Episode 24 – Thoughts on the Non-Diet Approach and HAES

Key Topics Covered

In this episode, we explained what the non-diet approach or HAES approach is. As well as its benefits in comparison to a weight-centric approach and how we see both sides. Then finally, our KEY TIPS to maintaining a healthy weight, no matter what approach you use!

What is the Non-Diet Approach?

  • Definition – Having a weight-neutral approach to health.
  • HAES – Health At Every Size


  • It does not involve ‘dieting’.
  • 95% of people who lose weight regain 5 years later.
  • DIETING IS HARD. The longer the diet, the higher levels of hunger and cravings are associated.
  • Yoyo dieting can negatively affect mental health and quality of life.
  • Dieting comes with risks. Ie. Disordered eating patterns, body dysmorphia, and eating disorders.

Weight Stigma

  • People with larger bodies are less likely to return to a health professional if they feel judged for their weight.
  • This delays them from seeking medical advice in the future. This is an issue.
  • Fiona Willer – “Put the individual at the center of your treatment”.
  • Individuals should be offered all the information and options on how to improve their health.

Why we aren’t “non-diet approach dietitian’s”

  • Body composition and health are not completely separate topics.
    • High amounts of body fat do increase the risk of insulin resistance, high cholesterol, high blood pressure. Almost every study involving 5% weight loss leads to significant improvements in those markers.
    • Whereas, studies (e.g. smiles trial) that involved dramatic improvements in dietary quality saw no improvement in cholesterol, etc.
    • Diet quality DOES still matter. But calories and body composition ALSO matter.
  • Dieting doesn’t have to be a negative experience.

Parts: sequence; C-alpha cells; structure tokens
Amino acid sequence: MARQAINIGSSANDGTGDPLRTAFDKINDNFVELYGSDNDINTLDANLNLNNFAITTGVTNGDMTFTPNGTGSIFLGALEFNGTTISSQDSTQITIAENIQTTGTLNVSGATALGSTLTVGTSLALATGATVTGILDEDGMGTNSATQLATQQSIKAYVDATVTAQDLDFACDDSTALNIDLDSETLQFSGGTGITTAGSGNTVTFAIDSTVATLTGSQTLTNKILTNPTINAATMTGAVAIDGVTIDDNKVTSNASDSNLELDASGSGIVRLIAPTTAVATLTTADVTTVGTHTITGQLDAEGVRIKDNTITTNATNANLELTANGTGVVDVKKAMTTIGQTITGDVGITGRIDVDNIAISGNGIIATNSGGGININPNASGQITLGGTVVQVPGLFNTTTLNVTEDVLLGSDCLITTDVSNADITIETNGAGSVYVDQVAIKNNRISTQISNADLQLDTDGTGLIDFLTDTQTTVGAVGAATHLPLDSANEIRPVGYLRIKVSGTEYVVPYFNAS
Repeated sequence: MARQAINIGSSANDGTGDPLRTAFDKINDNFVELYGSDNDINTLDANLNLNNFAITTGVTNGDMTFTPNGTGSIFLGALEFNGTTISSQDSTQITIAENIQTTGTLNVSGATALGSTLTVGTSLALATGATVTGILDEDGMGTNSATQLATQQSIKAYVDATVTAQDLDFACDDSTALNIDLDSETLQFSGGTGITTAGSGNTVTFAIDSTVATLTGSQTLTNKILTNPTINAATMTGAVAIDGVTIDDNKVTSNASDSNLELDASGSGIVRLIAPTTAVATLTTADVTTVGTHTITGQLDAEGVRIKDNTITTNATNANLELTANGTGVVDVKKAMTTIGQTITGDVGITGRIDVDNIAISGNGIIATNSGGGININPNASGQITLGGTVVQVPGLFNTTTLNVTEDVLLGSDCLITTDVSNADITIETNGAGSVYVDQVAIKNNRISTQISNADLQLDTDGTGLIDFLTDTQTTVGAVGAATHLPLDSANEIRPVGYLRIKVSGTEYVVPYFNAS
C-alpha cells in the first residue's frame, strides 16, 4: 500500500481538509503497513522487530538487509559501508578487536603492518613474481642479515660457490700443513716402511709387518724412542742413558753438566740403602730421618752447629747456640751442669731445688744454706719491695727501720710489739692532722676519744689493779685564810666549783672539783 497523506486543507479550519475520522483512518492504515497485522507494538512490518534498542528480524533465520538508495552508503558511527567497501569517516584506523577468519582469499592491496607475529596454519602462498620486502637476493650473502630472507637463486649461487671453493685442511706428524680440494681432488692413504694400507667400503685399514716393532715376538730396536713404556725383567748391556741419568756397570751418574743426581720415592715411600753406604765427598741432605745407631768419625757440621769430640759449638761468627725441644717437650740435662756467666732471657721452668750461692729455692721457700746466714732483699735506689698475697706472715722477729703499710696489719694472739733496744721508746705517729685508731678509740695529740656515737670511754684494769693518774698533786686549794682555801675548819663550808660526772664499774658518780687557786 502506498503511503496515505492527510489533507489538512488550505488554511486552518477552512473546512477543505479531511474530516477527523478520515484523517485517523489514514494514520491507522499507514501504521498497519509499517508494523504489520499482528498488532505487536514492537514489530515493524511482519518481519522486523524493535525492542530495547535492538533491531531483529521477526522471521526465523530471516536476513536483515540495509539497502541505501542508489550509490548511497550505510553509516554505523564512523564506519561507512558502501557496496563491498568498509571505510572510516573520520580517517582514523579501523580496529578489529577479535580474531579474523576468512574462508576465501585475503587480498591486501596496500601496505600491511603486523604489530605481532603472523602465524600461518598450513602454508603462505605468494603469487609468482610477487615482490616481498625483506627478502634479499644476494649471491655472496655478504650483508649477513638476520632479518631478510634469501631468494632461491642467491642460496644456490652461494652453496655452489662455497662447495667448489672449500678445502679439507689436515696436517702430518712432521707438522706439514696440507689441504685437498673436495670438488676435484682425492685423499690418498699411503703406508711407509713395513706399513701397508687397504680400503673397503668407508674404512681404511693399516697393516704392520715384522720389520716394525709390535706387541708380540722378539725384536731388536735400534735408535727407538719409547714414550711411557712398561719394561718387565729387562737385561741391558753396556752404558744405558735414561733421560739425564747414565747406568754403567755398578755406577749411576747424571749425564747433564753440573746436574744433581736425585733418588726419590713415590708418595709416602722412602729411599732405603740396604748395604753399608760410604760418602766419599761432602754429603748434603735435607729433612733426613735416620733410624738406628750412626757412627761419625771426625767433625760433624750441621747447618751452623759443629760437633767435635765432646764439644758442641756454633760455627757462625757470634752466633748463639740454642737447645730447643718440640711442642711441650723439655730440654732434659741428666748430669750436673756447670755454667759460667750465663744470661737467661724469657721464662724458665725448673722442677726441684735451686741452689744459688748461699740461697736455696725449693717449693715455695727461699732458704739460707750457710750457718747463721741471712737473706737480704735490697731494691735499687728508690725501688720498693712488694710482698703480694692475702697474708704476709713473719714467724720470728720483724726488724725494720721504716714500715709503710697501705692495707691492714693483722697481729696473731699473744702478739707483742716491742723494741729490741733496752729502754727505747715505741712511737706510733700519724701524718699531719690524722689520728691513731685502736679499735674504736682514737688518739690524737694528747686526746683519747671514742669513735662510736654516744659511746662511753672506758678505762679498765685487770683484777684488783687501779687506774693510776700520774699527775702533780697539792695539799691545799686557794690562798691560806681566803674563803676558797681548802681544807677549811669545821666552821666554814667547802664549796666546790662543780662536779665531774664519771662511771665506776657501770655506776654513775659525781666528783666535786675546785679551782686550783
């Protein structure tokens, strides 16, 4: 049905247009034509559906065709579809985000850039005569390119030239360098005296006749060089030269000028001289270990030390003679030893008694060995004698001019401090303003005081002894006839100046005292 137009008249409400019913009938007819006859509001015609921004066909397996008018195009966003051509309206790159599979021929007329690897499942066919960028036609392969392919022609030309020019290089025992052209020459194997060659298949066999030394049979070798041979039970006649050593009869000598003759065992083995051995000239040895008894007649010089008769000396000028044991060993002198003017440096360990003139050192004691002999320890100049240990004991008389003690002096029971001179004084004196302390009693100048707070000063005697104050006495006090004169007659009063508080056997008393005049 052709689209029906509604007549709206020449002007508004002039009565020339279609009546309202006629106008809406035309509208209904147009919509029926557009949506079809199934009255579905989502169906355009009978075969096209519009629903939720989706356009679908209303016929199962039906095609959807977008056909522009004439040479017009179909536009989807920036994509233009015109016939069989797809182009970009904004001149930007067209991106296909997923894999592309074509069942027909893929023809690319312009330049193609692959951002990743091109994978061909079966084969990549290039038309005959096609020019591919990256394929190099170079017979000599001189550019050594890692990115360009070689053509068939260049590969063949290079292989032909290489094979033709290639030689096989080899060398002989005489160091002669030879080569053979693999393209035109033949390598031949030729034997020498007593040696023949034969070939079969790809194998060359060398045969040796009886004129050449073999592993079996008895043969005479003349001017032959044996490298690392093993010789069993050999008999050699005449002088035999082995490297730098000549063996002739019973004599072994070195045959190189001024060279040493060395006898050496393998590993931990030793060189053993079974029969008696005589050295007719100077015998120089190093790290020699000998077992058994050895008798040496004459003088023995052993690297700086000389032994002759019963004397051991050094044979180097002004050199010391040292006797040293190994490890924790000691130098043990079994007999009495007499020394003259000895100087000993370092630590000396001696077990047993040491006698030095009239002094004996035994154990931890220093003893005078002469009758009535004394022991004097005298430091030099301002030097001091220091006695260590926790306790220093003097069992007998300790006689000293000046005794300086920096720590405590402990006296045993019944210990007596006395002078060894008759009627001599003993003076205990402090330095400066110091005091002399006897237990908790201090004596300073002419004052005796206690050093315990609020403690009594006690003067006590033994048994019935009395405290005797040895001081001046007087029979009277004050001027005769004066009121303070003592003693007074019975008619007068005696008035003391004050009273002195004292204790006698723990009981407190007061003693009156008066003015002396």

• On the other hand, by using a weight neutral approach, people can still lose weight.
  • A screening tool could be beneficial.
    • This can allow us to decipher who’s more suited for a non-diet approach and who’s more suited for a weight-centric approach.
    • Different client groups will suit different approaches.

Factors Associated With Long Term Weight Loss

  1. Maintaining exercise – Statistics show that exercise does not directly correlate with significant weight loss, but it’s strongly correlated with weight loss maintenance.
  2. Don’t think dichotomously (black & white) about weight loss – This will alleviate the mentality of “I can eat whatever, I’m no longer on a diet”, ensuring more sustainable weight loss.
  3. Eat more protein – This can increase satiety and daily energy expenditure (partly due to the thermic effect of food and partly due to increasing muscle, which increases BMR).
  4. Eat more fibre – This helps with satiety and maintaining a calorie deficit by eating more voluminous foods.
  5. Similar diet on weekends & weekdays – This can prevent overindulging in calories.
  6. Surround yourself with support – Family, friends, or practitioners can help with accountability and make the journey more enjoyable.
  7. Mindful eating – Eat slower, chew food well, pay attention to the taste, smell, and texture of food. This has many indirect benefits; less likely to overeat.
  8. Diet breaks – Practice being at maintenance. This helps identify some barriers to weight loss.
  9. Nutrition knowledge – This can help by empowering the individual to feel in control.
  10. Continuing support post weight loss – Continuing processional guidance can ensure maintenance of weight loss. Studies show that maintaining weight loss for >1 year can significantly improve the odds of maintaining weight loss for >5 years.

Overall, there are very strong benefits to both sides of the argument.

Related Resources/ Links

Studies Mentioned

Useful Resources

Useful Blog Posts